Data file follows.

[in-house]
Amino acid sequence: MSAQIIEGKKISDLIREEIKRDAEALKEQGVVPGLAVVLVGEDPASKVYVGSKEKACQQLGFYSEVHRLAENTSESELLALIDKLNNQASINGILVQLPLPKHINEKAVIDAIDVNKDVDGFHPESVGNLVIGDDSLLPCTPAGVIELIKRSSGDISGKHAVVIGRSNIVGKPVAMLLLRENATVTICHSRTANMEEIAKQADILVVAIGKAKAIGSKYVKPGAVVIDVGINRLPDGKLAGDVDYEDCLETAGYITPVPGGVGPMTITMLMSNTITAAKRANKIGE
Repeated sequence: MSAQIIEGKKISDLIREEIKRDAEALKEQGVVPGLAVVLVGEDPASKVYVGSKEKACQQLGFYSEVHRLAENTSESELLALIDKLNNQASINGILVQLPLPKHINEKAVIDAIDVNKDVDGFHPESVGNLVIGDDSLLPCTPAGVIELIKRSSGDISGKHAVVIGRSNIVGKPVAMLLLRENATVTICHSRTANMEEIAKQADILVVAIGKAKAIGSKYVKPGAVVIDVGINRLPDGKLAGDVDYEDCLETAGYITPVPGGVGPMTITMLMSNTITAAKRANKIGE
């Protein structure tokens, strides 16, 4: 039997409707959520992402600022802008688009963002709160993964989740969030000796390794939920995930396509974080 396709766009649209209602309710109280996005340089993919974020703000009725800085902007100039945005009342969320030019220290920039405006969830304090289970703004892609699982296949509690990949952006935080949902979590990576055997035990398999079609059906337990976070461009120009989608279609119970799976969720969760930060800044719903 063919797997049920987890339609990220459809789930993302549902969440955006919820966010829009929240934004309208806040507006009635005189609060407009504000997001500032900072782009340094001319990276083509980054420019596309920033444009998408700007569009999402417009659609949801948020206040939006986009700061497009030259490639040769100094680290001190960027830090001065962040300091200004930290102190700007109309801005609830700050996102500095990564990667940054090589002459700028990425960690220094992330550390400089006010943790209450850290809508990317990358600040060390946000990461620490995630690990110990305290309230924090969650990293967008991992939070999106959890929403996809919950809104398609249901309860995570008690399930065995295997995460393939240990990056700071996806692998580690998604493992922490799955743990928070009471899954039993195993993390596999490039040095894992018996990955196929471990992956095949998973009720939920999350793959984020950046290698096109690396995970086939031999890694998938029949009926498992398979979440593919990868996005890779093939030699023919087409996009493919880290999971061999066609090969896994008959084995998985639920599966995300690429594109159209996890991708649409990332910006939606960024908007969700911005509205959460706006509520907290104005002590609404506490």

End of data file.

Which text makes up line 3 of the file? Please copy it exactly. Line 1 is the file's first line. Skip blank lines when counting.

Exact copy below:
Repeated sequence: MSAQIIEGKKISDLIREEIKRDAEALKEQGVVPGLAVVLVGEDPASKVYVGSKEKACQQLGFYSEVHRLAENTSESELLALIDKLNNQASINGILVQLPLPKHINEKAVIDAIDVNKDVDGFHPESVGNLVIGDDSLLPCTPAGVIELIKRSSGDISGKHAVVIGRSNIVGKPVAMLLLRENATVTICHSRTANMEEIAKQADILVVAIGKAKAIGSKYVKPGAVVIDVGINRLPDGKLAGDVDYEDCLETAGYITPVPGGVGPMTITMLMSNTITAAKRANKIGE